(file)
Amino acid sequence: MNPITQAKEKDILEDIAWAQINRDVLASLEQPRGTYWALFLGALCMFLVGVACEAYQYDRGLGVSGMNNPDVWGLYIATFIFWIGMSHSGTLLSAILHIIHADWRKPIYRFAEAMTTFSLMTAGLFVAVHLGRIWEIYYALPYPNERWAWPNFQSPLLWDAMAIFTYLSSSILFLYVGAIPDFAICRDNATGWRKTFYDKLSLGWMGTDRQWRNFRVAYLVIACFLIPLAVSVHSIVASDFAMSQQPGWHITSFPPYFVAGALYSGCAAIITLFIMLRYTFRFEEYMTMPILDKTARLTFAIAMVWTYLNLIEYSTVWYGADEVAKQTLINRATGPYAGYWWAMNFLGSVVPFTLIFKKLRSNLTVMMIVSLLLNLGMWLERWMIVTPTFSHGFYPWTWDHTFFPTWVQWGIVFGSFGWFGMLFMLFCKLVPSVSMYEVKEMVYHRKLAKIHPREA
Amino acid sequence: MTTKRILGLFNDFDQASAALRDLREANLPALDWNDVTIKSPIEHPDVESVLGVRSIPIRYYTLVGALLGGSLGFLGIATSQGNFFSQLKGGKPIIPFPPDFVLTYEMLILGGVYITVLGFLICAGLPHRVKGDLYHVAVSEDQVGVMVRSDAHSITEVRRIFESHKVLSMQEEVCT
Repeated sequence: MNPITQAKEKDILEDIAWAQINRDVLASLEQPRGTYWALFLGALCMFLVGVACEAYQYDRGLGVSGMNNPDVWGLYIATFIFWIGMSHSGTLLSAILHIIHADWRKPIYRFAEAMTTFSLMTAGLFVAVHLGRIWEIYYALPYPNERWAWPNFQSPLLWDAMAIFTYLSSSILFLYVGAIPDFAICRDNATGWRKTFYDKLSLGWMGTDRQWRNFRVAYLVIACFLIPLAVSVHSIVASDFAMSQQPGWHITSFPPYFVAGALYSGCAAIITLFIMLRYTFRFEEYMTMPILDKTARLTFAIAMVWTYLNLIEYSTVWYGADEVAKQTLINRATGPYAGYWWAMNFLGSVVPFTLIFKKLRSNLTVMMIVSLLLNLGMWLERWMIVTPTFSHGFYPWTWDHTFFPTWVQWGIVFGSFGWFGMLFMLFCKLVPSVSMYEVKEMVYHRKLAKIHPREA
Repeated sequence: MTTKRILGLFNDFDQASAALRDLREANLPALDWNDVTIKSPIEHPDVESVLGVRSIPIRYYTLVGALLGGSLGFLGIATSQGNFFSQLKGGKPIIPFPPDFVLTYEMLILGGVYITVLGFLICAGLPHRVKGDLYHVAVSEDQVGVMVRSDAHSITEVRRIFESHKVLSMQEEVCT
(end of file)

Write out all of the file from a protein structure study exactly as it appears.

Amino acid sequence: MNPITQAKEKDILEDIAWAQINRDVLASLEQPRGTYWALFLGALCMFLVGVACEAYQYDRGLGVSGMNNPDVWGLYIATFIFWIGMSHSGTLLSAILHIIHADWRKPIYRFAEAMTTFSLMTAGLFVAVHLGRIWEIYYALPYPNERWAWPNFQSPLLWDAMAIFTYLSSSILFLYVGAIPDFAICRDNATGWRKTFYDKLSLGWMGTDRQWRNFRVAYLVIACFLIPLAVSVHSIVASDFAMSQQPGWHITSFPPYFVAGALYSGCAAIITLFIMLRYTFRFEEYMTMPILDKTARLTFAIAMVWTYLNLIEYSTVWYGADEVAKQTLINRATGPYAGYWWAMNFLGSVVPFTLIFKKLRSNLTVMMIVSLLLNLGMWLERWMIVTPTFSHGFYPWTWDHTFFPTWVQWGIVFGSFGWFGMLFMLFCKLVPSVSMYEVKEMVYHRKLAKIHPREA
Amino acid sequence: MTTKRILGLFNDFDQASAALRDLREANLPALDWNDVTIKSPIEHPDVESVLGVRSIPIRYYTLVGALLGGSLGFLGIATSQGNFFSQLKGGKPIIPFPPDFVLTYEMLILGGVYITVLGFLICAGLPHRVKGDLYHVAVSEDQVGVMVRSDAHSITEVRRIFESHKVLSMQEEVCT
Repeated sequence: MNPITQAKEKDILEDIAWAQINRDVLASLEQPRGTYWALFLGALCMFLVGVACEAYQYDRGLGVSGMNNPDVWGLYIATFIFWIGMSHSGTLLSAILHIIHADWRKPIYRFAEAMTTFSLMTAGLFVAVHLGRIWEIYYALPYPNERWAWPNFQSPLLWDAMAIFTYLSSSILFLYVGAIPDFAICRDNATGWRKTFYDKLSLGWMGTDRQWRNFRVAYLVIACFLIPLAVSVHSIVASDFAMSQQPGWHITSFPPYFVAGALYSGCAAIITLFIMLRYTFRFEEYMTMPILDKTARLTFAIAMVWTYLNLIEYSTVWYGADEVAKQTLINRATGPYAGYWWAMNFLGSVVPFTLIFKKLRSNLTVMMIVSLLLNLGMWLERWMIVTPTFSHGFYPWTWDHTFFPTWVQWGIVFGSFGWFGMLFMLFCKLVPSVSMYEVKEMVYHRKLAKIHPREA
Repeated sequence: MTTKRILGLFNDFDQASAALRDLREANLPALDWNDVTIKSPIEHPDVESVLGVRSIPIRYYTLVGALLGGSLGFLGIATSQGNFFSQLKGGKPIIPFPPDFVLTYEMLILGGVYITVLGFLICAGLPHRVKGDLYHVAVSEDQVGVMVRSDAHSITEVRRIFESHKVLSMQEEVCT